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Waltuch v. Conticommodity Services, Inc.

United States Court of Appeals for the Second Circuit
88 F.3d 87 (2d Cir. 1996)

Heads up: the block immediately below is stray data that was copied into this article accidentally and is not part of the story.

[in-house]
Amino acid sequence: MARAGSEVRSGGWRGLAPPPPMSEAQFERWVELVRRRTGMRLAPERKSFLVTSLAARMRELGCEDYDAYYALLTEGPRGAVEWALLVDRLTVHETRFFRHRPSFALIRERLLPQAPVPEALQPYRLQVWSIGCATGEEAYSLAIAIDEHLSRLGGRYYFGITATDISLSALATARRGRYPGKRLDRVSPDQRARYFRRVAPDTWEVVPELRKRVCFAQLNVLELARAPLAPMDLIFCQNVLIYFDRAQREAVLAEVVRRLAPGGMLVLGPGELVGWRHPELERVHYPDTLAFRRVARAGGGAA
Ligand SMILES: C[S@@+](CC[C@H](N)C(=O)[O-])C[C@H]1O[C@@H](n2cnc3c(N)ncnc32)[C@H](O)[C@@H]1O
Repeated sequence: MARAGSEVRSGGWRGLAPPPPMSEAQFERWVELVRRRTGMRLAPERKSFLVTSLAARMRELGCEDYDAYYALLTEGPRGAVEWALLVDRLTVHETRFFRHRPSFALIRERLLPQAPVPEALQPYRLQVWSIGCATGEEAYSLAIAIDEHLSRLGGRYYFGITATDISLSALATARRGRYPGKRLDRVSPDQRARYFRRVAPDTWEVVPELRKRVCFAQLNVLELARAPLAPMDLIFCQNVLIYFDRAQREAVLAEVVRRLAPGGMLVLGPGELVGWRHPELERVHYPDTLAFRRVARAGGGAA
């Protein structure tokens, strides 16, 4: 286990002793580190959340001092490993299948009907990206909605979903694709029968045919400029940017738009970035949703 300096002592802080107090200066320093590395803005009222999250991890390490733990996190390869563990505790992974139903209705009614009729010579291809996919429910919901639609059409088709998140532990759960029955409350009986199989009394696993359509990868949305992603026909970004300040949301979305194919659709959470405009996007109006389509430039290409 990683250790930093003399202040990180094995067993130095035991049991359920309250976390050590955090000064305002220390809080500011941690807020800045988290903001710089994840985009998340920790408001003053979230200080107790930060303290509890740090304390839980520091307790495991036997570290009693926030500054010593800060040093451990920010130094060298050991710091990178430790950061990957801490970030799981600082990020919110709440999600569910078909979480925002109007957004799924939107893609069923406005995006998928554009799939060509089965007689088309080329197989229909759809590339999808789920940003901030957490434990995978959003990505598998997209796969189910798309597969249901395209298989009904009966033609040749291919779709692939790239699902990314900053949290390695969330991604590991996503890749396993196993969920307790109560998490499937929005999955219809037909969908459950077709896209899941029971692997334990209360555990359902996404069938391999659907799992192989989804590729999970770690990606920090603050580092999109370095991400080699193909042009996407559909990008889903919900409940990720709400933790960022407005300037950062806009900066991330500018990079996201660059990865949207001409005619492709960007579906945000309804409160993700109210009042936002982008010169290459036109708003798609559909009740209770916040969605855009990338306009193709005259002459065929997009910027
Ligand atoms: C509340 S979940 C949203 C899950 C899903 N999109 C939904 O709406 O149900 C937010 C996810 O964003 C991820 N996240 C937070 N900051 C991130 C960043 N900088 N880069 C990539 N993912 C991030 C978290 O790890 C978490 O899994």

Norton Waltuch (plaintiff) was a silver trader for Conticommodity Services, Inc. (Conti) (defendant). When the silver market crashed, silver speculators brought multiple lawsuits against Waltuch and Conti. All of the suits settled with Conti paying the settlements. As a result of Conti’s payments, Waltuch was dismissed from the suits with no settlement contribution. However, in defending himself in the suits, Waltuch spent approximately $1.2 million out of his own pocket. In addition to the civil suits, the Commodity Futures Trading Commission (CFTC) brought an enforcement proceeding against Waltuch. That proceeding settled as well, with Waltuch agreeing to a fine and a six-month ban on trading. Waltuch spent an additional $1 million in defending himself in the CFTC proceeding. Waltuch brought suit against Conti, seeking indemnification of his various legal expenses. Waltuch first claimed that a provision in Conti’s articles of incorporation categorically required Conti to indemnify him. Conti claimed that a Delaware law barred the claim by allowing indemnification only if the corporate officer acted in good faith, which Waltuch did not establish. Waltuch’s second claim was that a different provision of that Delaware law required Conti to indemnify him because he was “successful on the merits or otherwise” in the civil suits (this statute did not apply to the CFTC proceeding). Conti responded that its settlement payments were partially on Waltuch’s behalf so he was not actually successful in the suits. The United States District Court for the Southern District of New York agreed with Conti on both claims. Waltuch appealed.

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